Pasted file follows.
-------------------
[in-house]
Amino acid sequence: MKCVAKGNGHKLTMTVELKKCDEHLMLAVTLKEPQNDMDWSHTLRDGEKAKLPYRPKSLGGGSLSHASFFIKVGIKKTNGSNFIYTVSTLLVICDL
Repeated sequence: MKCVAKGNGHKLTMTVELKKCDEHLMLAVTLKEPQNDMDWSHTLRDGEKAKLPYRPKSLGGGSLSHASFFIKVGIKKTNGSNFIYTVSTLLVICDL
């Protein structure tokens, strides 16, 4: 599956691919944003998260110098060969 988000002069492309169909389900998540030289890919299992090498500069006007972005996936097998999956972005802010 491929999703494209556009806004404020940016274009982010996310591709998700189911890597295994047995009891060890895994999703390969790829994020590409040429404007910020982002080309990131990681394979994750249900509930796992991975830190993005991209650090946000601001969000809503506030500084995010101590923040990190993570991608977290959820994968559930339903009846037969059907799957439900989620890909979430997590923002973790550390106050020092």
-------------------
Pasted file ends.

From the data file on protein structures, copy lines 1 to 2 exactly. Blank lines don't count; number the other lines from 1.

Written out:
[in-house]
Amino acid sequence: MKCVAKGNGHKLTMTVELKKCDEHLMLAVTLKEPQNDMDWSHTLRDGEKAKLPYRPKSLGGGSLSHASFFIKVGIKKTNGSNFIYTVSTLLVICDL